George Orwell once called Rudyard Kipling a "good bad poet." I think that sums up the man rather nicely. His stories, the rhythms of his poems, the adventurous and exotic feel of it all are fun to read. But, his stories and poems are, ultimately, not really about the exotic places he talks about. They're not really about India or Asia or whatnot, they're about British people perceiving and interacting with such places.

Any way, here's the poem.

"And there is a Japanese idol at Kamakura" 

O ye who tread the Narrow Way

By Tophet-flare to Judgment Day,

Be gentle when the 'heathen' pray
To Buddha at Kamakura!

To him the Way, the Law, apart,

Whom Maya held beneath her heart,
Ananda's Lord, the Bodhisat,
The Buddha of Kamakura.

For though he neither burns nor sees,
Nor hears ye thank your Deities,
Ye have not sinned with such as these,

His children at Kamakura.

Yet spare us still the Western joke

When joss-sticks turn to scented smoke

The little sins of little folk

That worship at Kamakura --

The grey-robed, gay-sashed butterflies

That flit beneath the Master's eyes.

He is beyond the Mysteries

But loves them at Kamakura.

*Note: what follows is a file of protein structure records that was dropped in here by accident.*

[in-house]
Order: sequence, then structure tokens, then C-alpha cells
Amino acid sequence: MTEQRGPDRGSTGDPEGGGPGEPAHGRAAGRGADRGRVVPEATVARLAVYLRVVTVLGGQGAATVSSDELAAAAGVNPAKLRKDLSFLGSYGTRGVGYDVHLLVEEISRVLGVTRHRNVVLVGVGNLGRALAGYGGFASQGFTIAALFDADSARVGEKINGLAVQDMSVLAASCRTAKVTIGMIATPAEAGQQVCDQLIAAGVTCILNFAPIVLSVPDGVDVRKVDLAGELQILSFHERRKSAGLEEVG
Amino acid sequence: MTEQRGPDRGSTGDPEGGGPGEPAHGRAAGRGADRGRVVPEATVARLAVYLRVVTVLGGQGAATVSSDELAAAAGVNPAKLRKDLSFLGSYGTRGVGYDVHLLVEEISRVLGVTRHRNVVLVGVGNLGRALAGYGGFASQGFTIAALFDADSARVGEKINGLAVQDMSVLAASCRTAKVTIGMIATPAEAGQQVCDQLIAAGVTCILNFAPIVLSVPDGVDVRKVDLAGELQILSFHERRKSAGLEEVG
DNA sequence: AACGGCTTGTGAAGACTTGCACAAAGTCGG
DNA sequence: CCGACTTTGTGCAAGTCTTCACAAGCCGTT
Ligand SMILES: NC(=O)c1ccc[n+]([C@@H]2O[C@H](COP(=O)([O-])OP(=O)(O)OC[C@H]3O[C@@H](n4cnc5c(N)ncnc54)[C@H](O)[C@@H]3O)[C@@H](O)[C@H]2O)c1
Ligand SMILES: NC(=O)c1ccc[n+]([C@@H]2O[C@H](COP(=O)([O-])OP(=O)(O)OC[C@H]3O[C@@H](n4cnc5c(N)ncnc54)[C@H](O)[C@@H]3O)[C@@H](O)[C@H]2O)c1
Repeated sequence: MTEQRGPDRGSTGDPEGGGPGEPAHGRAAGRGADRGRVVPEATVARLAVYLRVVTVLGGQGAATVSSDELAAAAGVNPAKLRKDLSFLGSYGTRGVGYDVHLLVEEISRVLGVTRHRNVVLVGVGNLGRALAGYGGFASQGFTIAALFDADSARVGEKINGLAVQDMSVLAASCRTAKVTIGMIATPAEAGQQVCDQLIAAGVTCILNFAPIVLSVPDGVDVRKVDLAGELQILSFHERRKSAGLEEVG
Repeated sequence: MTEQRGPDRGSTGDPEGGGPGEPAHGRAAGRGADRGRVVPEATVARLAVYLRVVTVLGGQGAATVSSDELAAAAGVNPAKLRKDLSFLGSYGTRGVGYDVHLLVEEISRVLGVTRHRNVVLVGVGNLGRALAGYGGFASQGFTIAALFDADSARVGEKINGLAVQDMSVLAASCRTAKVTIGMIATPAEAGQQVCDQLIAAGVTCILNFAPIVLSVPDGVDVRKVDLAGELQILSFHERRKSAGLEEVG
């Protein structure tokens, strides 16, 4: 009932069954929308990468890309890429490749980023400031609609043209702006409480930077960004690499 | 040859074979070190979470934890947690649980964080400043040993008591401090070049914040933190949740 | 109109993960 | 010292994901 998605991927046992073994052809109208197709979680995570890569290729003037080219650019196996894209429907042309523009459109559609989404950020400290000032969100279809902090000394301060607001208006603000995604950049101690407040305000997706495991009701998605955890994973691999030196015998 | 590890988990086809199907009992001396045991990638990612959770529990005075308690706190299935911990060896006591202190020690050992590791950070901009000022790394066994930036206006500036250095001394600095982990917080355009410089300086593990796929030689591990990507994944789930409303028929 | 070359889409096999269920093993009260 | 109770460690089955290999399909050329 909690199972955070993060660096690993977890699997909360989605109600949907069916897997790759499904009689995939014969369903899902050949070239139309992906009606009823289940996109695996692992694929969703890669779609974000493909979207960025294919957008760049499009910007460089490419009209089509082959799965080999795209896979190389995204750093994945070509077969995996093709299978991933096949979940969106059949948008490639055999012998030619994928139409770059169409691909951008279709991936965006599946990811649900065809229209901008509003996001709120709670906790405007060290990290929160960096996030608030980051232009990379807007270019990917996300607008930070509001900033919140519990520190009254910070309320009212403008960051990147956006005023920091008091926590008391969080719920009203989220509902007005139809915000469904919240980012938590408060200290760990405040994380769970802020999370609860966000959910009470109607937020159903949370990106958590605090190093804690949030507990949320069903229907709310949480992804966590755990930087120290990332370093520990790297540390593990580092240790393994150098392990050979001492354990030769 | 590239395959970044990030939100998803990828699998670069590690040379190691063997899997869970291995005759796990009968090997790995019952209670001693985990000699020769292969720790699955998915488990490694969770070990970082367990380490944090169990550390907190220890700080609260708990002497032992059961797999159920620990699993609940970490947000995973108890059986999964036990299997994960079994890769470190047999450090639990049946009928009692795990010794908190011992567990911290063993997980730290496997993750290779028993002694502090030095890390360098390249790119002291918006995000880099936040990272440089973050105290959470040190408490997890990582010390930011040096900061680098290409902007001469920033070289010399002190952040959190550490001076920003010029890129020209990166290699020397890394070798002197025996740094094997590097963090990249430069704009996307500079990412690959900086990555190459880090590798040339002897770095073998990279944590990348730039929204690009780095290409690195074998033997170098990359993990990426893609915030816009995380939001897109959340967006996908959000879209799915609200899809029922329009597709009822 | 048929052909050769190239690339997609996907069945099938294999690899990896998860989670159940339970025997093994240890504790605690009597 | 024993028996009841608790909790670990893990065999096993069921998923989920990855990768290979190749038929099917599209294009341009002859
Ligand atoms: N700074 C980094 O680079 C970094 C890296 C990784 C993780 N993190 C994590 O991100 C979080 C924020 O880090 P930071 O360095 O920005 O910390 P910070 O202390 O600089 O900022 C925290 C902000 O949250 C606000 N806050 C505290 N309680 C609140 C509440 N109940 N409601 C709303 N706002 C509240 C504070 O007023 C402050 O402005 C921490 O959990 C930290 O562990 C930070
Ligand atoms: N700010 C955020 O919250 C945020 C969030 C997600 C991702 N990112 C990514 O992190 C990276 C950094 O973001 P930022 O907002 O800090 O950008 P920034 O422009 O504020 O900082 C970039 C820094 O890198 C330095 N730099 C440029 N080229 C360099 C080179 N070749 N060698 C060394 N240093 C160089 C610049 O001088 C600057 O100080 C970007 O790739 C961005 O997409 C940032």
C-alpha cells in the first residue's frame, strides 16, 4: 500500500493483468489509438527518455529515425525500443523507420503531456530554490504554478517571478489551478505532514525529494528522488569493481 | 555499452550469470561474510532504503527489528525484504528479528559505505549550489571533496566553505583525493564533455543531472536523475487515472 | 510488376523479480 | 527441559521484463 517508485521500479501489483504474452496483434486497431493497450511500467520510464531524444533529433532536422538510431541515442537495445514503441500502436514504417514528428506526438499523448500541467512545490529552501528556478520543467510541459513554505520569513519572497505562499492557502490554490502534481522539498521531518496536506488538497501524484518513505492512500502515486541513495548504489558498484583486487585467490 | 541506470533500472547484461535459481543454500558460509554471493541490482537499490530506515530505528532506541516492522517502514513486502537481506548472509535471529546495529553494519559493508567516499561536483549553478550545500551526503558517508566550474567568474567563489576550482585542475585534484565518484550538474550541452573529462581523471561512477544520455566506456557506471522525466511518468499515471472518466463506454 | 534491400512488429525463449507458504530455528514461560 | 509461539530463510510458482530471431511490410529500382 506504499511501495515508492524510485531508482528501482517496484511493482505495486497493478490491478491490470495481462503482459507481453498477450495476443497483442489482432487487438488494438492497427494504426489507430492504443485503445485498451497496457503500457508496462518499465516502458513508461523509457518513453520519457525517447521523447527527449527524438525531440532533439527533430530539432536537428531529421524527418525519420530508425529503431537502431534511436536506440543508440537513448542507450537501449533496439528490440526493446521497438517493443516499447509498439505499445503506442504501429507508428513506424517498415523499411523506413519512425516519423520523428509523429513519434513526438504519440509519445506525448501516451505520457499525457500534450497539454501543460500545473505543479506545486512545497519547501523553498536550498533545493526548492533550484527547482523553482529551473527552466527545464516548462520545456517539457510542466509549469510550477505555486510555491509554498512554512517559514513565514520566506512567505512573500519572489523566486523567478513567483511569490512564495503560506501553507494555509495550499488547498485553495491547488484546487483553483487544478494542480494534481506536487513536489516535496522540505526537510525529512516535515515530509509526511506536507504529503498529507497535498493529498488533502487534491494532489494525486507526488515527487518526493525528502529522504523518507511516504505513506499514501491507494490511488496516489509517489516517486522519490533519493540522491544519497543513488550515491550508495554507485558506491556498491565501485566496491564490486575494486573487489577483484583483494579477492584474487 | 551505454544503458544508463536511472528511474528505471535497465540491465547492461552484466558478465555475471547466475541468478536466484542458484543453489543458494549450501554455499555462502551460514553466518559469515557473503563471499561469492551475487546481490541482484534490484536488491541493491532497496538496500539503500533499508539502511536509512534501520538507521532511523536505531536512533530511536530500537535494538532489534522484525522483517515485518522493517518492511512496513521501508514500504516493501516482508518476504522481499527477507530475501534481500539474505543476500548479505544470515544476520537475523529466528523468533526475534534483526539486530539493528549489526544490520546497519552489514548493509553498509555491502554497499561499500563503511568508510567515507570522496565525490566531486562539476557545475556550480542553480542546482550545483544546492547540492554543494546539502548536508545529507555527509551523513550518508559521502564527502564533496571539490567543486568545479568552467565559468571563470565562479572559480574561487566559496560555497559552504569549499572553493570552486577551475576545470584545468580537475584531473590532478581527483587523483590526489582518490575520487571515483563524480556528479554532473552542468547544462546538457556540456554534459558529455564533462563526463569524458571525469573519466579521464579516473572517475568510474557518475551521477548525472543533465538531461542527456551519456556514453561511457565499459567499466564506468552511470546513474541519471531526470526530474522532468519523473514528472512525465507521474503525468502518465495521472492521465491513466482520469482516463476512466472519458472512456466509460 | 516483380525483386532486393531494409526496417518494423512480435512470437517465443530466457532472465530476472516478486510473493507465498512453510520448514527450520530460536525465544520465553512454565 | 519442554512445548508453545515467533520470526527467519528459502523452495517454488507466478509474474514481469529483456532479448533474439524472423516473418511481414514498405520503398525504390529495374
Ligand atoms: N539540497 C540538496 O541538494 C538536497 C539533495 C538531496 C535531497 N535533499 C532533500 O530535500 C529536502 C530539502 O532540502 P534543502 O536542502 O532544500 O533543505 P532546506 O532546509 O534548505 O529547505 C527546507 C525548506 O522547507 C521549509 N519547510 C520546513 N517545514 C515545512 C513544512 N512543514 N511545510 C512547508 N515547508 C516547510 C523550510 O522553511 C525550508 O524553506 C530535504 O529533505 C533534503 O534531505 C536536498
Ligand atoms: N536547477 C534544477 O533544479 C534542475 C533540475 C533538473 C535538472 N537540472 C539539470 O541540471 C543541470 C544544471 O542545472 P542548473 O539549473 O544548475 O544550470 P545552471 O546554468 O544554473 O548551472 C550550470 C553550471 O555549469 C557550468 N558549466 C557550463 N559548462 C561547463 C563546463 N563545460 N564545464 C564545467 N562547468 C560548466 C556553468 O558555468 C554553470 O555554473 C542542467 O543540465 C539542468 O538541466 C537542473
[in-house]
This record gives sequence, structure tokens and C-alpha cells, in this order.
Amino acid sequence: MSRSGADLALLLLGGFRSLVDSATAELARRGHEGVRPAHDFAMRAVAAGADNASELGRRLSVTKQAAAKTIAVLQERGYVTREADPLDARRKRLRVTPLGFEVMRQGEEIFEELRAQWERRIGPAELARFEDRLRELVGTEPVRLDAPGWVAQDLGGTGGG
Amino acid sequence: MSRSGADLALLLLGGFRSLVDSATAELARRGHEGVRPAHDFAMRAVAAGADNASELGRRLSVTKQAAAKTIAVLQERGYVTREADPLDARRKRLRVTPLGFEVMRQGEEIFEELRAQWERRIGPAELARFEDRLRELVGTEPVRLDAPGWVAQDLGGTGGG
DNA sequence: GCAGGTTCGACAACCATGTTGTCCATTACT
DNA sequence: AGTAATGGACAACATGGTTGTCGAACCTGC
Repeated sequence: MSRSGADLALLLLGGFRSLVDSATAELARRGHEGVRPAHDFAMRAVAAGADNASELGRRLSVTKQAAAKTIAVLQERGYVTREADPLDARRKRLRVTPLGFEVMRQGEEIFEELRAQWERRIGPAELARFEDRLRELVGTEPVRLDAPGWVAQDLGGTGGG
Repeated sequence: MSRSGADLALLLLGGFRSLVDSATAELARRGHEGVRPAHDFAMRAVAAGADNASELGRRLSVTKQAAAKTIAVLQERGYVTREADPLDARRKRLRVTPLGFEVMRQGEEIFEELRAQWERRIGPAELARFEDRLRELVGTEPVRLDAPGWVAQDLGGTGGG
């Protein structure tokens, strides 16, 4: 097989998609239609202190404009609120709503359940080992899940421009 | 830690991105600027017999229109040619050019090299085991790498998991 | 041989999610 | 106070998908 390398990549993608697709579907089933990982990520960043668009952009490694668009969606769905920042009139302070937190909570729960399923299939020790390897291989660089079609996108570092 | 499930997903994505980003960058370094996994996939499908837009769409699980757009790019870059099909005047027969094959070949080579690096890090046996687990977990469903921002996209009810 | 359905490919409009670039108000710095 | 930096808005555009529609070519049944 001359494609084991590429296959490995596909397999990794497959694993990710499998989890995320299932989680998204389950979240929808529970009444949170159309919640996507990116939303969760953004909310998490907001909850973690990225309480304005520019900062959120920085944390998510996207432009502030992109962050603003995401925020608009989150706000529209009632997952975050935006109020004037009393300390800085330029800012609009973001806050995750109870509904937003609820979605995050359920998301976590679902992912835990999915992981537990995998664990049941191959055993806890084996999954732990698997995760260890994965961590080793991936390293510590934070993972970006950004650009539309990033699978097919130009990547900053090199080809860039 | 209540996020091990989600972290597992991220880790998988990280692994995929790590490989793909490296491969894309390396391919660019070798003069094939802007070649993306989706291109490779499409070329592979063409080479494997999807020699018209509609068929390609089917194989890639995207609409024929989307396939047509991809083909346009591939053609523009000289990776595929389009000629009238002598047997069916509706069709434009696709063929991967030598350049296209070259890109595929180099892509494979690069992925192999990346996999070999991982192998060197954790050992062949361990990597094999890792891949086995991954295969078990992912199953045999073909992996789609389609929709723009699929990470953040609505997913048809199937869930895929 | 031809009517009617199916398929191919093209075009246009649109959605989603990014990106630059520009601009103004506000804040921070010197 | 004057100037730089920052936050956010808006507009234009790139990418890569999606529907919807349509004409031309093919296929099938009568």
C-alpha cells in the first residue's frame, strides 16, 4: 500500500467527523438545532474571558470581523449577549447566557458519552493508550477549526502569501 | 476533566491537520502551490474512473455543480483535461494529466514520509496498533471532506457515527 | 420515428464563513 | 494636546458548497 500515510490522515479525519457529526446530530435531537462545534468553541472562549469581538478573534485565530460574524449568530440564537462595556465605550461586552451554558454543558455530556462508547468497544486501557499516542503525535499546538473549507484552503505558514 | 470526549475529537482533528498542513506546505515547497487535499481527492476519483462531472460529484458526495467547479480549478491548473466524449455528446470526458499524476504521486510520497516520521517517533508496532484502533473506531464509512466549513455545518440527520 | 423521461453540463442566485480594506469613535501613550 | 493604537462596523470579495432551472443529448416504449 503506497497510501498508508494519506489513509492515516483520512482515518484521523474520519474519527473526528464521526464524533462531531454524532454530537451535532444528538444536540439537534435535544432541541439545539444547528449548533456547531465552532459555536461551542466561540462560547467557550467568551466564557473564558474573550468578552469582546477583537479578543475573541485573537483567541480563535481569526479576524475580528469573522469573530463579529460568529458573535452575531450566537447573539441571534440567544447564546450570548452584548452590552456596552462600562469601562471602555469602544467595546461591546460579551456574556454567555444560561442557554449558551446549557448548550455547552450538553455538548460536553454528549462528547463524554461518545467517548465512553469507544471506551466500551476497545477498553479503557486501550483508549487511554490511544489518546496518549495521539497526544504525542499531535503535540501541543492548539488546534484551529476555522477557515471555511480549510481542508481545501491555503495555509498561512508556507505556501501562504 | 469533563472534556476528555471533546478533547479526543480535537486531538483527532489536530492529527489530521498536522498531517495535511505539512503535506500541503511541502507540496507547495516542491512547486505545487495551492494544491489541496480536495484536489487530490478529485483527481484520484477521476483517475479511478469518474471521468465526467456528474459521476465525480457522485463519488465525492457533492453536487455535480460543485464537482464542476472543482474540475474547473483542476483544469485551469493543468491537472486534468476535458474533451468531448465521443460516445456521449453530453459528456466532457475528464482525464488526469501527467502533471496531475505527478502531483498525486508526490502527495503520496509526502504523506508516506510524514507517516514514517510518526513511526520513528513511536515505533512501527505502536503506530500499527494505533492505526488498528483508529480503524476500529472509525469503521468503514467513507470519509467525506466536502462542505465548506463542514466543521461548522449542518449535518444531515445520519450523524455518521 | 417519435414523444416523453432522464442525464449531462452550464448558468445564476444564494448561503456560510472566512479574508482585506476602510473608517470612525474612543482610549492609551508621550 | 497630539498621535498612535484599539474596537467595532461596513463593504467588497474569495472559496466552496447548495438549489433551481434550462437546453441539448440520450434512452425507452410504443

And whoso will, from Pride released,

Contemning neither creed nor priest,

May feel the Soul of all the East

About him at Kamakura.

Yea, every tale Ananda heard,
Of birth as fish or beast or bird,

While yet in lives the Master stirred,

The warm wind brings Kamakura.

Till drowsy eyelids seem to see

A-flower 'neath her golden htee
The Shwe-Dagon flare easterly
From Burmah to Kamakura,

And down the loaded air there comes

The thunder of Thibetan drums,

And droned -- "Om mane padme hums" --

A world's-width from Kamakura.

Yet Brahmans rule Benares still,

Buddh-Gaya's ruins pit the hill,
And beef-fed zealots threaten ill
To Buddha and Kamakura.

A tourist-show, a legend told,

A rusting bulk of bronze and gold,

So much, and scarce so much, ye hold

The meaning of Kamakura?

But when the morning prayer is prayed,

Think, ere ye pass to strife and trade,
Is God in human image made

No nearer than Kamakura?
There are major problems with this poem. For one thing, I have doubts about whether or not Kipling ever actually saw the statue, even though he did go to Yokohama (very near Kamakura) in 1889. The Daibutsu is indeed impressive, and indeed made of brass, but he's a bit off the mark with the "brass and gold" bit. Can't recall any gold bits when I was there. Also, Kipling's a racist ass as always.